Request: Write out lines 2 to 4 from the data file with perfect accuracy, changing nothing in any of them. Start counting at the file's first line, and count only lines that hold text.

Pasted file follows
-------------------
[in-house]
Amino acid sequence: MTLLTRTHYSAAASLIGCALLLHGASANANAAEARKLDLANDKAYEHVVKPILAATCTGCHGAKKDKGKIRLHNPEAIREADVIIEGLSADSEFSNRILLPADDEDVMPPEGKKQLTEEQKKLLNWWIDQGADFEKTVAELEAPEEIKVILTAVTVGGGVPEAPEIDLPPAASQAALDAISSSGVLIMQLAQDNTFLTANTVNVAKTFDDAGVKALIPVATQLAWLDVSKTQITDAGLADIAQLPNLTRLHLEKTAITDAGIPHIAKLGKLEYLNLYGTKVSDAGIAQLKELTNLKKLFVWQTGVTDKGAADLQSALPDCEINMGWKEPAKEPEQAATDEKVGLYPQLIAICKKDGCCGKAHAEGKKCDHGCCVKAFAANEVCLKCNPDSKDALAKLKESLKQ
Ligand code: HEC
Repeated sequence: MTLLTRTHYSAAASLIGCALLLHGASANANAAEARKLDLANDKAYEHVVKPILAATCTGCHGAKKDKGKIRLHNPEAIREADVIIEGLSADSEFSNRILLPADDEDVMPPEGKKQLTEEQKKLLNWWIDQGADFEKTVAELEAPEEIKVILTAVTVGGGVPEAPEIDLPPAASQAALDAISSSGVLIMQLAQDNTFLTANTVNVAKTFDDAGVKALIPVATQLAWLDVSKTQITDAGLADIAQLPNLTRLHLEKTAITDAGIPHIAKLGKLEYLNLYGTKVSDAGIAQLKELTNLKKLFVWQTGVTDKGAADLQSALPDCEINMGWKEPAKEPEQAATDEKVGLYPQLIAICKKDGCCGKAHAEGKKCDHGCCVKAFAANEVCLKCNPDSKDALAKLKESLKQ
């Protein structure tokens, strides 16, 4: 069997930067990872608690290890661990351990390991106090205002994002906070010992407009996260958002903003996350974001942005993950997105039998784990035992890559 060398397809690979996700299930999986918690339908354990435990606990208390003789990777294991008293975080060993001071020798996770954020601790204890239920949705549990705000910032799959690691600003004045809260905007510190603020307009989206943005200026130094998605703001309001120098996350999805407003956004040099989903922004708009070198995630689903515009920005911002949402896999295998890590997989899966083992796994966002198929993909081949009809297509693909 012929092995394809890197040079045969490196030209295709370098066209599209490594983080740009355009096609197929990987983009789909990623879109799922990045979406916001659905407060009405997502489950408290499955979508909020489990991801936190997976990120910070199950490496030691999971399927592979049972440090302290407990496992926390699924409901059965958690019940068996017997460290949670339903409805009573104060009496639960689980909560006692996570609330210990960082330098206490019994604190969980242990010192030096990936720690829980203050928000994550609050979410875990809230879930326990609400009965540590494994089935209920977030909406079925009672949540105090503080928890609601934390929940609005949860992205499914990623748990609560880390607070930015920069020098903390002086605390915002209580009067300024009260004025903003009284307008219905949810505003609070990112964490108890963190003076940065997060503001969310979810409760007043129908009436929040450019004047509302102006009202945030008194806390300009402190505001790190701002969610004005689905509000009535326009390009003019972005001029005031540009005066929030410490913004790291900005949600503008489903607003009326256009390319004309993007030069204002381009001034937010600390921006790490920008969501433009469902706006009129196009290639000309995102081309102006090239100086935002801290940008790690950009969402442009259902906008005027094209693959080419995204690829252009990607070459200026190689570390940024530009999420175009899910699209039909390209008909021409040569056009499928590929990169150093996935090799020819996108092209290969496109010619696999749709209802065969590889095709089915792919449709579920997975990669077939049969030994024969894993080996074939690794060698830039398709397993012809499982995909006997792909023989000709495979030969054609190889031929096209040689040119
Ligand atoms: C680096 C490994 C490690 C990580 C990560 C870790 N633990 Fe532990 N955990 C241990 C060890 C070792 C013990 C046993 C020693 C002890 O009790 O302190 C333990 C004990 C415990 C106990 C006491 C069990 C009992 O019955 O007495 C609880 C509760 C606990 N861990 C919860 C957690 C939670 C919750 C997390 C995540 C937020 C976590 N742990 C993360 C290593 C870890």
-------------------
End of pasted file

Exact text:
Amino acid sequence: MTLLTRTHYSAAASLIGCALLLHGASANANAAEARKLDLANDKAYEHVVKPILAATCTGCHGAKKDKGKIRLHNPEAIREADVIIEGLSADSEFSNRILLPADDEDVMPPEGKKQLTEEQKKLLNWWIDQGADFEKTVAELEAPEEIKVILTAVTVGGGVPEAPEIDLPPAASQAALDAISSSGVLIMQLAQDNTFLTANTVNVAKTFDDAGVKALIPVATQLAWLDVSKTQITDAGLADIAQLPNLTRLHLEKTAITDAGIPHIAKLGKLEYLNLYGTKVSDAGIAQLKELTNLKKLFVWQTGVTDKGAADLQSALPDCEINMGWKEPAKEPEQAATDEKVGLYPQLIAICKKDGCCGKAHAEGKKCDHGCCVKAFAANEVCLKCNPDSKDALAKLKESLKQ
Ligand code: HEC
Repeated sequence: MTLLTRTHYSAAASLIGCALLLHGASANANAAEARKLDLANDKAYEHVVKPILAATCTGCHGAKKDKGKIRLHNPEAIREADVIIEGLSADSEFSNRILLPADDEDVMPPEGKKQLTEEQKKLLNWWIDQGADFEKTVAELEAPEEIKVILTAVTVGGGVPEAPEIDLPPAASQAALDAISSSGVLIMQLAQDNTFLTANTVNVAKTFDDAGVKALIPVATQLAWLDVSKTQITDAGLADIAQLPNLTRLHLEKTAITDAGIPHIAKLGKLEYLNLYGTKVSDAGIAQLKELTNLKKLFVWQTGVTDKGAADLQSALPDCEINMGWKEPAKEPEQAATDEKVGLYPQLIAICKKDGCCGKAHAEGKKCDHGCCVKAFAANEVCLKCNPDSKDALAKLKESLKQ